Random Musing Before Shabbat – Korach 5778 — My Hero Korach

I’m going to keep it relatively short this week, and rehash some old territory. Sometimes I think we’ve got it all wrong. Korach isn’t the bad guy.

I keep playing the story over and over in my head, and no matter how hard I try, I wind up convinced that G”d is in the wrong here, and not Korach.  The rabbis and commentators like to write between the lines here, and ascribe to Korach and his followers all sorts of negative intentions which are just not there in the p’shat.

Korach has every right to question why Moshe is in charge and his brother Aharon gets to be the big kahuna. G”d seems to have a very big feeling of entitlement. I created you. I led you out of harsh slavery. My every whim should be your desire.

Yes. You created us. Then you set us up with this test (any tree but that one) which you knew we would fail, because You Yourself know that a perfect creation would be boring for all parties. Then, as an inevitable result of being forced out of the paradise You created, we challenged You. We built a tower, so You confounded our speech so we couldn’t challenge You as a united front again. We misbehaved, so you destroyed the world with a flood, so now, instead of all being descendants of Adam and Chava, we’re all descendants of a naked drunk.

Yeah, You got us out of slavery in Egypt. But that’s only after allowing us to get into it in the first place, and allowing us to languish there for 4 centuries. You inflicted needless additional suffering upon the Egyptians to prove Your point with added oomph!

We even think the whole “spies” thing was a setup. You knew even before we accepted the negative concerns of the tribal chieftains over the glowing reports of Yehoshua and Kalev that we were gonna have to wander and be winnowed before entering the land You promised us.

So pardon us if we question why Moshe should be the only one in charge, and his brother, coincidentally, gets to be the high priest. Are we not all a holy people, a holy nation?

This is not new territory for me. I’ve mused about this several times in previous years. See:

Korakh 5769 – And who Put G”d In Charge (or 2009: A Space Odyssey)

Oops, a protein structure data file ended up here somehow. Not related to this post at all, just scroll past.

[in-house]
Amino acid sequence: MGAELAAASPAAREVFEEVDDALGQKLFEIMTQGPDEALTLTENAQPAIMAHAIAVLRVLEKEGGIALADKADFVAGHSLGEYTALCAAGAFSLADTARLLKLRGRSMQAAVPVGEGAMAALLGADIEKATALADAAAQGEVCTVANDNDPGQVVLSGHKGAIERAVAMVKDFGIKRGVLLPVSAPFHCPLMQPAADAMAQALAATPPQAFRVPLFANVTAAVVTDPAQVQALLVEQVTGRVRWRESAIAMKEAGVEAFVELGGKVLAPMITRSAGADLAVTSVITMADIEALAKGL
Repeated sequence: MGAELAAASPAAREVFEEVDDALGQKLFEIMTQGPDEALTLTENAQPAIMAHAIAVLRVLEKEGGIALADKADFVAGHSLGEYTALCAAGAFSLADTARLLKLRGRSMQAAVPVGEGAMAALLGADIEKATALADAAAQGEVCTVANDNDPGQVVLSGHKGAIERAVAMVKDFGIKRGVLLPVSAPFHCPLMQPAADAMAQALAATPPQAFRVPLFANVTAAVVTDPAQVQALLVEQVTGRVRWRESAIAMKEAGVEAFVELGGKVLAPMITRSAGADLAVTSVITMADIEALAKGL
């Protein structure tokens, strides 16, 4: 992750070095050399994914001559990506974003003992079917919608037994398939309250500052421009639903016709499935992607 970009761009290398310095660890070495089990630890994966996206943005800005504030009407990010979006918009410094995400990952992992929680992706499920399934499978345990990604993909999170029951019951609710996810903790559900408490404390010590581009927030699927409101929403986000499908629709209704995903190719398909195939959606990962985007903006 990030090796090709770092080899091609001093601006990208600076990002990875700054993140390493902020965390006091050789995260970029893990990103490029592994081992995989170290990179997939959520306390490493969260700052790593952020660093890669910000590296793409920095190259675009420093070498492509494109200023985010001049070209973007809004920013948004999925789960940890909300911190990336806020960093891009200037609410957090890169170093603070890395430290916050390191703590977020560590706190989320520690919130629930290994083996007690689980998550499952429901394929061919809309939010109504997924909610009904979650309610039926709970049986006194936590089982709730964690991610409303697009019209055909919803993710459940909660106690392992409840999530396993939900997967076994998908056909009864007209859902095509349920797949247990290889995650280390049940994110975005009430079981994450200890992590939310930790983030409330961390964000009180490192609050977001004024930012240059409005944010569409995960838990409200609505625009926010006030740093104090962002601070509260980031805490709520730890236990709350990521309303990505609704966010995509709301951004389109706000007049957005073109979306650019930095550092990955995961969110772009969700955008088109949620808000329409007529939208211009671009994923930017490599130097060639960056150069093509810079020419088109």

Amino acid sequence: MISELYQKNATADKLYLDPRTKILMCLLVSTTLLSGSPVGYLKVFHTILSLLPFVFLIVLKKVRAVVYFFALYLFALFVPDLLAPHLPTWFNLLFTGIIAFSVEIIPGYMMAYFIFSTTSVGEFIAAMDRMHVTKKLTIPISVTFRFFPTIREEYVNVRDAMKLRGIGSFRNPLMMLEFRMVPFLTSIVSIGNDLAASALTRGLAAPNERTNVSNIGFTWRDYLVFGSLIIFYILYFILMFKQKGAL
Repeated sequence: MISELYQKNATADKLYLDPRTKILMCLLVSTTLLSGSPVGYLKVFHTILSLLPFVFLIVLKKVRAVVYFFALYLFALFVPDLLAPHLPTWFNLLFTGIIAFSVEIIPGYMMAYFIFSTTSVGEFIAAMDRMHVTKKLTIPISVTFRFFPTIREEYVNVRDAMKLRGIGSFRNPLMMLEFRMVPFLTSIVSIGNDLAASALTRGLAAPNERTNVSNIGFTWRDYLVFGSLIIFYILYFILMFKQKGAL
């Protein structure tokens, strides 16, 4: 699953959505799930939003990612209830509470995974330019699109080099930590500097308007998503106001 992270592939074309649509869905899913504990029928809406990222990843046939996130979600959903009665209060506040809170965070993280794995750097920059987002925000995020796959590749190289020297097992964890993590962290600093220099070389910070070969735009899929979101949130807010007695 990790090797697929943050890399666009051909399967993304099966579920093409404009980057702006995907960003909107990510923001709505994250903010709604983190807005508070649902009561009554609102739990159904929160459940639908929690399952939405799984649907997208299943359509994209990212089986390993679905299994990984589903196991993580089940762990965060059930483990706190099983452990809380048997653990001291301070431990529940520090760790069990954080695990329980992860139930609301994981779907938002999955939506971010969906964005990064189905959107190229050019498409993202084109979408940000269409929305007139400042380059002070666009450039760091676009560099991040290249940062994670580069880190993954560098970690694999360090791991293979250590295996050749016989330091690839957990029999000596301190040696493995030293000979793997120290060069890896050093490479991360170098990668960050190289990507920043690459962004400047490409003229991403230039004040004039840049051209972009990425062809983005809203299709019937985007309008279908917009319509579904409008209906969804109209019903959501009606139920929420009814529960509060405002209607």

Korakh 5773 – B’tzelem Anashim (Redux 5764)

Korach 5777 – Revisiting B’tzelem Anashim

I heard someone the other day liken our current @POTUS to Korakh – reckless and selfish. In reality, I’d say the man currently occupying the oval office is acting more like G”d in this scenario, and we, the people questioning his motives and methods, are the Korachs of our time. We must therefore be alert, lest we too are swallowed up by the earth.

These, and other musings I have written about parashat Korach and it’s accompanying haftarah, are among some of my favorites. and I commend them all to you.

Shabbat Shalom,

©2018 by Adrian A. Durlester

Other Musings on this parasha:

Korach 5777 – Revisiting B’tzelem Anashim
Korakh 5775 – Purposeful Unpleasant Reminder?Korakh 5769 – And who Put G”d In Charge (or 2009: A Space Odyssey)
Korach 5774 – Still a Loose End
Korakh 5773 – B’tzelem Anashim (Redux 5764)
Korakh 5772 – B’nei Miri
Korakh 5771 – Supporting Our Priests and Levites
Korakh 5770 (Redux 5758/62) Camp Rebellion
Korakh 5769 – And who Put G”d In Charge (or 2009: A Space Odyssey)
Korakh 5768-If Korakh Had Guns
Korach 5767-Who’s Afraid of the Big, Bad, Tabernacle?
Korach 5766 – Investment
Korah 5765 – Stones and Pitchers and Glass Houses
Korach 5764-B’tzelem Anashim
Korach 5763-Taken
Korach 5761-Loose Ends

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Random Musing Before Shabbat–Sh’lakh L’kha 5778 – Okay